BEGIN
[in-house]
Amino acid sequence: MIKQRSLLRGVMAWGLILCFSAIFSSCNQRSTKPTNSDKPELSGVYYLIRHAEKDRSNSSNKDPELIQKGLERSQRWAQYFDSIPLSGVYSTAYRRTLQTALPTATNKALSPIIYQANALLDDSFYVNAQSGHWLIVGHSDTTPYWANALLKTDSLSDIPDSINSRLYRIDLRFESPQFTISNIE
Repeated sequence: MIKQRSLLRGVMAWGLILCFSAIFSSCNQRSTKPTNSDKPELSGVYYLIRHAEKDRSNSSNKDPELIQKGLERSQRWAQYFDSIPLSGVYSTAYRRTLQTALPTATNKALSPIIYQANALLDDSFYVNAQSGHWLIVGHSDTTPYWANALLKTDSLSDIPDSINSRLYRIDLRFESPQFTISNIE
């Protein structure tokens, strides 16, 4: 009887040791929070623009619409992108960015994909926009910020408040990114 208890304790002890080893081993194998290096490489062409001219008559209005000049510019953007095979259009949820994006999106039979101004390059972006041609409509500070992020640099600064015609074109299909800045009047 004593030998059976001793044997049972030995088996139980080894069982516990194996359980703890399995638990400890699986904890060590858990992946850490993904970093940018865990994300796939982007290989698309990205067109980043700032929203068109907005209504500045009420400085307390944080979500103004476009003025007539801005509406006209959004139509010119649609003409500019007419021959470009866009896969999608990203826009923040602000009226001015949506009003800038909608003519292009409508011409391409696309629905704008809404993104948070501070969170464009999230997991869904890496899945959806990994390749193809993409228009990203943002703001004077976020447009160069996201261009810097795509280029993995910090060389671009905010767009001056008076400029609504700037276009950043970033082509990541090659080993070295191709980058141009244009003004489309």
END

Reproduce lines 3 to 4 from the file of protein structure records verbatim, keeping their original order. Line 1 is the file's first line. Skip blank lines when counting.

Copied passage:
Repeated sequence: MIKQRSLLRGVMAWGLILCFSAIFSSCNQRSTKPTNSDKPELSGVYYLIRHAEKDRSNSSNKDPELIQKGLERSQRWAQYFDSIPLSGVYSTAYRRTLQTALPTATNKALSPIIYQANALLDDSFYVNAQSGHWLIVGHSDTTPYWANALLKTDSLSDIPDSINSRLYRIDLRFESPQFTISNIE
């Protein structure tokens, strides 16, 4: 009887040791929070623009619409992108960015994909926009910020408040990114 208890304790002890080893081993194998290096490489062409001219008559209005000049510019953007095979259009949820994006999106039979101004390059972006041609409509500070992020640099600064015609074109299909800045009047 004593030998059976001793044997049972030995088996139980080894069982516990194996359980703890399995638990400890699986904890060590858990992946850490993904970093940018865990994300796939982007290989698309990205067109980043700032929203068109907005209504500045009420400085307390944080979500103004476009003025007539801005509406006209959004139509010119649609003409500019007419021959470009866009896969999608990203826009923040602000009226001015949506009003800038909608003519292009409508011409391409696309629905704008809404993104948070501070969170464009999230997991869904890496899945959806990994390749193809993409228009990203943002703001004077976020447009160069996201261009810097795509280029993995910090060389671009905010767009001056008076400029609504700037276009950043970033082509990541090659080993070295191709980058141009244009003004489309």